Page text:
Sigma 4.5mm f2.8 Circular Fisheye
Sigma 4.5mm f2.8 Circular Fisheye

As things start to settle down again, I’ve got a pile of reviews pending work, so this past weekend, while in bachelor status temporarily, I really knocked out a few projects, including getting caught up on some overdue reviews and blog writing.  Today, the first of these projects is the Sigma 4.5mm fisheye lens review.  This is a super cool lens, and has a lot of opportunities for creative exploration.  I took the typical test shots indoors to get a feel for where it’s strengths and weaknesses are, how it focuses, and then took to the streets.

Right off, I should qualify that this is a circular polarizer – so the photos themselves will be circular in nature with black surrounding the entire frame.  This is an expected and widely known behavior for circular fisheyes, but it did throw me at first when I saw it in the viewfinder, so just to kind of prepare you – the black surrounding elements are part of the composition – there’s just no two ways about it as that is the nature of the circular fisheye.  The other thing I should note is that I did shoot this on a crop sensor camera.  For most lenses this is not a problem, but as you go wider and wider, more barrel distortion will come into play on the edges, and here specifically, you can even begin to see the edge of the barrel depending on how you compose your scenes.

My photo assistant on this shoot was the venerable pet, Maggie.  She waited patiently as I took a few of the typical shots you expect to see, including some of the budding tulips:

Fisheye

She even waited as I did the typical portrait-style work that will come with this sort of experimentation:

Maggie

As for the barrel distortion issue, take a look at these three samples as I tried doing a little exploration around a playground in the park with some bracketed exposures:

Fisheye

Fisheye

Fisheye

See the barrel?  The important thing to note here as that there are two key elements at play.  First, I was letting in more light, and the more light you let into the lens, the more visible the inside of that barrel will be on longer exposures.  If your subject is the night sky, that’s one thing, but here where there is a decent amount of contrast variation between the sky and the composition of the subject, it’s more evident.  The other factor at play here is that I happened to place the focusing point in camera on one that actually lined up with the edge of the barrel.  If I had chosen a different focal point, it could have easily been blurred out of focus and not been as easily noticed.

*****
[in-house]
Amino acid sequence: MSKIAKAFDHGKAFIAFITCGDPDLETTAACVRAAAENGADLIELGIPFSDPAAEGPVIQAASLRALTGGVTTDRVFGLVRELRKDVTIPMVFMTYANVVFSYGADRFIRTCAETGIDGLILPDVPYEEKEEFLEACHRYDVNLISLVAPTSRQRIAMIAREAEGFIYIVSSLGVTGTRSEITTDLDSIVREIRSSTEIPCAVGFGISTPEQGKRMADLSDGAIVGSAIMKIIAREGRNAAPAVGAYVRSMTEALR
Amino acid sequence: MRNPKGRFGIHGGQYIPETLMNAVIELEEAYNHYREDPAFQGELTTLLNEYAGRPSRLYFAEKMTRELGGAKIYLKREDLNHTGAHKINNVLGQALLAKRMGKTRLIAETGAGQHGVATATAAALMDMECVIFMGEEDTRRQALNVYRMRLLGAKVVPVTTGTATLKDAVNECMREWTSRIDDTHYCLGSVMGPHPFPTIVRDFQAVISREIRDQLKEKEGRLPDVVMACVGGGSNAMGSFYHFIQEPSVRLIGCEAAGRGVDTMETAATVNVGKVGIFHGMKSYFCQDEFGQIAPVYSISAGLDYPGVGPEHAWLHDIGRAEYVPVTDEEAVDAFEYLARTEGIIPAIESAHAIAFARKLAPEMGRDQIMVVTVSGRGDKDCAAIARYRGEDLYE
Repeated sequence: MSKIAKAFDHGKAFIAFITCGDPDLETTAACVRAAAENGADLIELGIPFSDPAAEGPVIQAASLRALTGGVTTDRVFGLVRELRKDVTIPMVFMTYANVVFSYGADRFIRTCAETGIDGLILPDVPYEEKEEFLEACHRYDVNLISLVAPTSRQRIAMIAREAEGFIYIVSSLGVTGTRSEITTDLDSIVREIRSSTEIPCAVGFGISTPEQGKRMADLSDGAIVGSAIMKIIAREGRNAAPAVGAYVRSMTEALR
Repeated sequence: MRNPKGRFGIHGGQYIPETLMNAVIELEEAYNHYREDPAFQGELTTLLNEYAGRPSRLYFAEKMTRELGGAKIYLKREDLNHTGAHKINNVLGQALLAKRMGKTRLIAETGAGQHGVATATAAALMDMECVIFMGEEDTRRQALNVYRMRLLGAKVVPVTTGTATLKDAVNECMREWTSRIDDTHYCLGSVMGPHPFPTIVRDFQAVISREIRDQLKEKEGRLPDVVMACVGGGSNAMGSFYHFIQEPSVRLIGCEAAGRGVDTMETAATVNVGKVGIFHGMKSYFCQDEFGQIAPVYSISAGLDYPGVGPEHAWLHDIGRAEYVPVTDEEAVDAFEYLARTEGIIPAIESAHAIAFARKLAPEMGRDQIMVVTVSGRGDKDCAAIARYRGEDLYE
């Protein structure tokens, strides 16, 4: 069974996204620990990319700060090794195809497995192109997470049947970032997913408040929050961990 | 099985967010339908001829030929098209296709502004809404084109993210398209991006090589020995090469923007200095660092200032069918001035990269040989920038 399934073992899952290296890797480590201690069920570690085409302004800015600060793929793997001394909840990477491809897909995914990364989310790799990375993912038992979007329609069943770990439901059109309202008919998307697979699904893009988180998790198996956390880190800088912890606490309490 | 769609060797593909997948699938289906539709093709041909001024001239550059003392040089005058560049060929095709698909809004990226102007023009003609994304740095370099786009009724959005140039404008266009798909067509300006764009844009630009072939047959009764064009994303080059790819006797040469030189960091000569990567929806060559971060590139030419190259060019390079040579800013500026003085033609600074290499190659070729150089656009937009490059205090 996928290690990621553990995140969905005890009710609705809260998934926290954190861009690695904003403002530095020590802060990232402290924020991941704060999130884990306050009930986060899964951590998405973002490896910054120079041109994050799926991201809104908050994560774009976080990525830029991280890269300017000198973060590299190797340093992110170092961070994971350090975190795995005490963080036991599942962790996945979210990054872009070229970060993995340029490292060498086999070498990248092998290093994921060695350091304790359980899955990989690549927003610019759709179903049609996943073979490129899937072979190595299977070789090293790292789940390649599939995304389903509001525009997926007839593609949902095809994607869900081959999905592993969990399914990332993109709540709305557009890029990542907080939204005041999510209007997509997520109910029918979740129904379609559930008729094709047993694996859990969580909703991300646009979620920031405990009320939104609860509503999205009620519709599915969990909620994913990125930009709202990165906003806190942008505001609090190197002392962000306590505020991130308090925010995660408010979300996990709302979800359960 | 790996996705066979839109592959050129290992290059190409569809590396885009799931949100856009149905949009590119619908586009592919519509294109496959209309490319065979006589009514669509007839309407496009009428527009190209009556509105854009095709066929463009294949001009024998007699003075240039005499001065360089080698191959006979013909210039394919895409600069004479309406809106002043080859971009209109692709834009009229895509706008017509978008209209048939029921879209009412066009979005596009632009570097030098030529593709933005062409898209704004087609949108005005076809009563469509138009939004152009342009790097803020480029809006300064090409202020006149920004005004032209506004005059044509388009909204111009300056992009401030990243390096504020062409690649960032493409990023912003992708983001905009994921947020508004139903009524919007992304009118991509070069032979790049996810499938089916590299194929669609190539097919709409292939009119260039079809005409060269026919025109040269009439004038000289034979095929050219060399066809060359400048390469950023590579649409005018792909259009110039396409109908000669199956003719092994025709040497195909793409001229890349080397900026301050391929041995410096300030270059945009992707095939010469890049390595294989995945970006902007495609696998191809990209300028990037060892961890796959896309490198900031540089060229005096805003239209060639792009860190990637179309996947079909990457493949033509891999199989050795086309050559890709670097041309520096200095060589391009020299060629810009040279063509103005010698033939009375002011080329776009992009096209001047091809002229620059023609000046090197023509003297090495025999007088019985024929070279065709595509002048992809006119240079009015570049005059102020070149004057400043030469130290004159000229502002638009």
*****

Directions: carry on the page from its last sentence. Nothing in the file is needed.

I do suspect that this would be less of an issue on a full frame sensor, but cannot confirm that.

On the note of focusing, this does drop all the way down to 2.8, so it’s pretty fast glass.  It’s also got a super close focusing distance at just a shade over 5 inches, which gives a unique opportunity to get center subjects in focus and throw the distortion into play with the background.  This gave me an opportunity to try some architectural shots as well as a few additional ones that I would not have been able to attain in a slower lens.  So, that’s a good thing!

It did have a little bit of trouble focusing at times, but I suspect it’s because the point was  the lens itself!  The HSM handled nicely though, and I would highly recommend Sigma for its HS-quality alone.  Comparing it both in terms of battery drain, noise quality, and quickness of focusing, the difference is quite marked.

Here’s just a few more shots to show you some of the creative approaches you can  take with a circular fisheye:

Fisheye

Fisheye

Fisheye

So, what’s the bottom line?  Well, it’s $1500 retail, and because of how this lens behaves, it serves a specific purpose.  If your projects meet that work flow, it’s a must have lens because I don’t know of another one that comes close to this wide with this level of IQ.  Many people don’t like fisheye lenses because their cost is relatively high compared to the creative use of it.  While this is a good point from a business perspective,  I think it’s an advantage because the nature of the lens forces you to become more aware of how scenes look and to pay more attention to your composition.  Using this lens with any regularity will make you more creative, you’ll get better shots, and in the long run, become a better photographer.  In my mind, that’s always a good thing!

You can find the Sigma lens at your favorite distributor.  Mine is B&H, so here’s a direct link to their product page there:  Sigma 4.5mm f2.8.  Thanks also go out to Sigma for the loaner lens – it was a lot of fun to review and I got some great images from it too now.  Since it’s not due back for another few weeks, I may play some more with her, so keep your eyes open for some more test shots either here or on my Flickr Page.  Speaking of Flickr pages, don’t forget the May contest is open for entries and you can win a copy of PTGui Pano Software!  (The Sigma 4.5 lens and a wide contest….too bad I can’t enter! 🙂  )

Happy shooting all, and we’ll see you back here again tomorrow!

P.S.  These were all pretty much raw from camera, and processed through Lightroom 3 Beta 2

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